Geoffrey Hinton, who is described as the godfather of artificial intelligence, on Thursday urged governments to step in to ensure that machines do not take over society.
Hinton made headlines in May when he announced his resignation from Google to speak more freely about the dangers of artificial intelligence, shortly after launching ChatGBT that captivated the world.
Essay on artificial intelligence – iStock
The AI scientist who teaches at the University of Toronto spoke to a packed audience at the Colligne Tech Conference in the Canadian city.
The conference attracted more than 30,000 founders of startups, investors and workers in the technology sector, most of whom came looking to learn how to ride the wave of artificial intelligence rather than hear lessons about its risks or calls for governments to intervene.
“Before AI gets smarter than we are, I think the people who develop it should be encouraged to put a lot of effort into understanding how it might try to take away control from us,” Hinton said.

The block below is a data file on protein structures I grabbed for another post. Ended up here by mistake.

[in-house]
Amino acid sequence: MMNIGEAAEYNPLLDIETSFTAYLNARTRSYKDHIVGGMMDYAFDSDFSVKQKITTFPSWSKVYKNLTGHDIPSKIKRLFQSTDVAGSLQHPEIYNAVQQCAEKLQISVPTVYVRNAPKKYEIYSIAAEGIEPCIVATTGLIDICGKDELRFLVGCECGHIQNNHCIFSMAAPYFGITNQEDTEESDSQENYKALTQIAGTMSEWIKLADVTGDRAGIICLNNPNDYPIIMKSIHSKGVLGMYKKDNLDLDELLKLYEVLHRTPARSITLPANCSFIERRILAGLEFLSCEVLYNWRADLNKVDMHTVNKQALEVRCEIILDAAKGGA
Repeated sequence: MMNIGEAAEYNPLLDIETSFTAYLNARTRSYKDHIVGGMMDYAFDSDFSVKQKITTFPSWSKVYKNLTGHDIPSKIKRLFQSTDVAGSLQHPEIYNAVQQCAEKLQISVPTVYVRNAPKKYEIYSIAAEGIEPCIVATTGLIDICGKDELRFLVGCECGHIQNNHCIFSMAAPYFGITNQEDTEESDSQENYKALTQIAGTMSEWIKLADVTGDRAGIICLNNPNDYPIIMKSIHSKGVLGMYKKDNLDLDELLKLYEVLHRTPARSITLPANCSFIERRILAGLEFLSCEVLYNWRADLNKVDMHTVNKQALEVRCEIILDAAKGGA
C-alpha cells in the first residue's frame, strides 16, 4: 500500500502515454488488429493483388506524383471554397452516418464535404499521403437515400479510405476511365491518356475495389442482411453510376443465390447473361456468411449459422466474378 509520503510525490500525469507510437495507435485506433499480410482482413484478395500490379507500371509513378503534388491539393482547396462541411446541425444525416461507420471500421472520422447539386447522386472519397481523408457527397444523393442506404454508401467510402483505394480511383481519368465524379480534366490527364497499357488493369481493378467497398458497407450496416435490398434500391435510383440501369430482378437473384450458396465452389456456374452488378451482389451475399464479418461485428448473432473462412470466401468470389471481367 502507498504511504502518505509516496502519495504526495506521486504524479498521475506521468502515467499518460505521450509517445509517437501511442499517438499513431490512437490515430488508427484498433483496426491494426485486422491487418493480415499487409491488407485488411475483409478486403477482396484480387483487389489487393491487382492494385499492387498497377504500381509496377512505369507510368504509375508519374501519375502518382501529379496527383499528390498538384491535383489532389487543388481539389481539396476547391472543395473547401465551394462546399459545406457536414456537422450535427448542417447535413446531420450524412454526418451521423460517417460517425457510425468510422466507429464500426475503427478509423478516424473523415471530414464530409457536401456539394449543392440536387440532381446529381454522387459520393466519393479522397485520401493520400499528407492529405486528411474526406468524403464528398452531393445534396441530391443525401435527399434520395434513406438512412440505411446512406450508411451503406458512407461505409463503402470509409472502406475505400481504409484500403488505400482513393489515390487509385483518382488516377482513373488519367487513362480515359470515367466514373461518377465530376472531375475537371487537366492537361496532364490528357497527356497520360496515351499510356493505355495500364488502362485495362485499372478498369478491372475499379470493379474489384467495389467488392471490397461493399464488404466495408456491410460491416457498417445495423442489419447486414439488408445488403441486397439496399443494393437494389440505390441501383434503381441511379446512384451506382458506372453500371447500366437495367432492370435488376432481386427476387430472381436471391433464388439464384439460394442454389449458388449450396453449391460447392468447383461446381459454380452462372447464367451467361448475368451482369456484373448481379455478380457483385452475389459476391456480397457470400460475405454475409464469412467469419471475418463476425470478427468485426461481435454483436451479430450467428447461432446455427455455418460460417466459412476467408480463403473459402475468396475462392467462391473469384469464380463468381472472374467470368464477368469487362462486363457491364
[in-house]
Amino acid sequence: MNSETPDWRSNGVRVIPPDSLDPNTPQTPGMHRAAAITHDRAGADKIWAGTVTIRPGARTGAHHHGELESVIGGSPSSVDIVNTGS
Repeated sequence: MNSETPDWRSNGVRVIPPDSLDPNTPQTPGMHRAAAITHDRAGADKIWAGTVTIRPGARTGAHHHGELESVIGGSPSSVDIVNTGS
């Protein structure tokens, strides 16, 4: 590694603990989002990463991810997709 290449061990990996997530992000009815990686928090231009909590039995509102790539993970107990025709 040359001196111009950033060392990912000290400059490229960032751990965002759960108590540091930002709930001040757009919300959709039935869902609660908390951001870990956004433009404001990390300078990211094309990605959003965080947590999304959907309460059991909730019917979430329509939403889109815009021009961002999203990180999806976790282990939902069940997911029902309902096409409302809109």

“Now there are 99 very smart people trying to make AI better, and one very smart person trying to figure out how to stop it from taking over, and maybe you should be a little more level-headed,” he added.
Hinton warned that the dangers of artificial intelligence must be taken seriously.
He continued, “I think it is important for people to realize that this is not science fiction or just raising fears,” stressing, “It is a real risk that we must think about carefully, and we must come to know how to deal with it in advance.”
Hinton also expressed concern that AI would deepen inequality, as the massive gains from its productivity would go to the rich rather than workers.
“The wealth will not go to the people who work, it will make the rich richer, not the poor, and this is a very bad society,” he said.
He also noted the risk of “fake news” that could be generated by bots such as ChatGBT, and expressed his hope that content generated by AI will be flagged as central banks mark fiat currencies.
“It is very important that we try, for example, to mark everything that is fake as fake. I don’t know if we can do that technically or not,” he emphasized.